When you’re under pressure and keenly interested in landing a particular job, every interview questions can seem like a tough one, even “How are you?” and “How was traffic?” Preparing for the toughest interview questions, however, can help reduce your stress going into the interview and give you the tools you need to make the best possible impression on hiring managers.
From “tell us about yourself” to “what is your greatest weakness?” and “why should we hire you?”, here is a how-to guide to preparing answers for even the toughest interview questions:
- Know the job description cold.
The job description is the single most valuable tool you have when preparing for an interview. It lists exactly what the requirements of the job are, in exactly the language the company likes and understands.
Go through the job description line by line. For each job duty listed, think of a way you can discuss it with specific references to your own work. For example, if the job description requires you to be proficient in a particular type of accounting software, like Peachtree, think about times you’ve had a breakthrough in learning how to use the software or a time you solved a tough problem with it. If you’re interviewing for a customer service position, think about how particular problems you’ve solved display your skills with people.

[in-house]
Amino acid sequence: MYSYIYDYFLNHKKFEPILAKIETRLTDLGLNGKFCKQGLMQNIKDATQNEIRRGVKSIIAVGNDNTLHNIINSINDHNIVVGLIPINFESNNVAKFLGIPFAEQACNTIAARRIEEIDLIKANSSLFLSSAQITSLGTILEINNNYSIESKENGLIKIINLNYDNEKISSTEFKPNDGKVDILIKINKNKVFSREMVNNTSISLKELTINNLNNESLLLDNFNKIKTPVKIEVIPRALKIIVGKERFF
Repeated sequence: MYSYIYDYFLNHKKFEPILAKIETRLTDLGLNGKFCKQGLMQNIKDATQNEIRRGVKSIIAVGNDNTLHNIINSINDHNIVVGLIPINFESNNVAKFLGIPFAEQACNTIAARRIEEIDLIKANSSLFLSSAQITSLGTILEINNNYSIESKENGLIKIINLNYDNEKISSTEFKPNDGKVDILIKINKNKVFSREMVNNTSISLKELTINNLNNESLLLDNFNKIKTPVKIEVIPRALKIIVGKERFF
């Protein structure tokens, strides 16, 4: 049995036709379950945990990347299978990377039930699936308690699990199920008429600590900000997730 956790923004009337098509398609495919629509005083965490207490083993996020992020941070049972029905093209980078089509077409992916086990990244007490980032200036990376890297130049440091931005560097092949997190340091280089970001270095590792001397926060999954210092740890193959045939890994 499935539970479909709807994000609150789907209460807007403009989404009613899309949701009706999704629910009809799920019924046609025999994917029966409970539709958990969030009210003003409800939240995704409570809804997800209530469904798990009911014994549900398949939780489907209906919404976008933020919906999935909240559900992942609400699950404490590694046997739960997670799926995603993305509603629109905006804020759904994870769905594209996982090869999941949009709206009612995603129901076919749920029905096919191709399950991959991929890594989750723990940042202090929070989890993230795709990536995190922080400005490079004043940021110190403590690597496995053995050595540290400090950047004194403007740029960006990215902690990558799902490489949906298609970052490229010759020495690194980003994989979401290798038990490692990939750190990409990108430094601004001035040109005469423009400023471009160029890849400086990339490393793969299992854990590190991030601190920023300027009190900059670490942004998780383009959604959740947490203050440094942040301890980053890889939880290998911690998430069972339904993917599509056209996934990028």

- Think “accomplishments,” not “duties.”
Once you know the job description by heart, it’s time to go beyond it. The job description lists the job’s duties, or minimum requirements. To truly impress your interviewer, however, you shouldn’t just talk about your ability to do these duties, but about the accomplishments you’ve reached while fulfilling them. If you found a way to make your call center more efficient while still meeting your daily quota or you increased sales in a tough area, think about how you’ll present these accomplishments during the interview.
- Learn about the company.
Hiring managers don’t just want to know that you can do the job, or even that you can succeed at it. They also want candidates who are genuinely enthusiastic about working for their company. To demonstrate your enthusiasm, learn all you can about the company. Pay close attention to the words the organization uses to describe itself, and work these into your interview answers. List two or three questions you want to ask about the company and the job, like “what does ‘a day in the life’ in this position look like?” or “why do you love working here?”
- Talk to a recruiter.
A recruiter who specializes in placing people in your field can help you prepare to discuss your own accomplishments and a particular employer’s company culture in glowing, memorable terms.